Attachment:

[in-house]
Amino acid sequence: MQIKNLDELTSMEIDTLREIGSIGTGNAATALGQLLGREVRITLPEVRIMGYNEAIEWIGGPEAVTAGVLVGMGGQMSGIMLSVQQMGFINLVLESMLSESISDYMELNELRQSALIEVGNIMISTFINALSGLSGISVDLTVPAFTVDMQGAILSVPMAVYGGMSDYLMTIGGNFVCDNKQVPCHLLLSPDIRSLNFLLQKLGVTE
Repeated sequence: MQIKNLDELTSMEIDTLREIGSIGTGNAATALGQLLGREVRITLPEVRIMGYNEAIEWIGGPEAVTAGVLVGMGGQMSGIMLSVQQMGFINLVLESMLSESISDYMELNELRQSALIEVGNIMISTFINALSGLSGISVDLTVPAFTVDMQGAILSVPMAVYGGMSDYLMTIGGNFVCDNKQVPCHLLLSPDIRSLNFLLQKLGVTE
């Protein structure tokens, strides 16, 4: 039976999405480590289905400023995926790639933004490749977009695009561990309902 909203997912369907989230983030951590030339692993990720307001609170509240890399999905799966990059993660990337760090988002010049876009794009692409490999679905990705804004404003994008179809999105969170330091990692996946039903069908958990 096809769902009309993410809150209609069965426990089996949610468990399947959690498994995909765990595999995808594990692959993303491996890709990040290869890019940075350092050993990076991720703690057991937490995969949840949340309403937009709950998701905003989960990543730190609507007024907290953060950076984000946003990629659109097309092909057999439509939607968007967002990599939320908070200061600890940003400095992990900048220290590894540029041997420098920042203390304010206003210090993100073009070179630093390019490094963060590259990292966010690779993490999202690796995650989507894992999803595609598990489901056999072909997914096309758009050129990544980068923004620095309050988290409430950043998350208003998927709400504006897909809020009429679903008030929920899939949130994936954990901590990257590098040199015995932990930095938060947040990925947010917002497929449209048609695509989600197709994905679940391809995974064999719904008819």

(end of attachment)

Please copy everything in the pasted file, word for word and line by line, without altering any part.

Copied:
[in-house]
Amino acid sequence: MQIKNLDELTSMEIDTLREIGSIGTGNAATALGQLLGREVRITLPEVRIMGYNEAIEWIGGPEAVTAGVLVGMGGQMSGIMLSVQQMGFINLVLESMLSESISDYMELNELRQSALIEVGNIMISTFINALSGLSGISVDLTVPAFTVDMQGAILSVPMAVYGGMSDYLMTIGGNFVCDNKQVPCHLLLSPDIRSLNFLLQKLGVTE
Repeated sequence: MQIKNLDELTSMEIDTLREIGSIGTGNAATALGQLLGREVRITLPEVRIMGYNEAIEWIGGPEAVTAGVLVGMGGQMSGIMLSVQQMGFINLVLESMLSESISDYMELNELRQSALIEVGNIMISTFINALSGLSGISVDLTVPAFTVDMQGAILSVPMAVYGGMSDYLMTIGGNFVCDNKQVPCHLLLSPDIRSLNFLLQKLGVTE
């Protein structure tokens, strides 16, 4: 039976999405480590289905400023995926790639933004490749977009695009561990309902 909203997912369907989230983030951590030339692993990720307001609170509240890399999905799966990059993660990337760090988002010049876009794009692409490999679905990705804004404003994008179809999105969170330091990692996946039903069908958990 096809769902009309993410809150209609069965426990089996949610468990399947959690498994995909765990595999995808594990692959993303491996890709990040290869890019940075350092050993990076991720703690057991937490995969949840949340309403937009709950998701905003989960990543730190609507007024907290953060950076984000946003990629659109097309092909057999439509939607968007967002990599939320908070200061600890940003400095992990900048220290590894540029041997420098920042203390304010206003210090993100073009070179630093390019490094963060590259990292966010690779993490999202690796995650989507894992999803595609598990489901056999072909997914096309758009050129990544980068923004620095309050988290409430950043998350208003998927709400504006897909809020009429679903008030929920899939949130994936954990901590990257590098040199015995932990930095938060947040990925947010917002497929449209048609695509989600197709994905679940391809995974064999719904008819």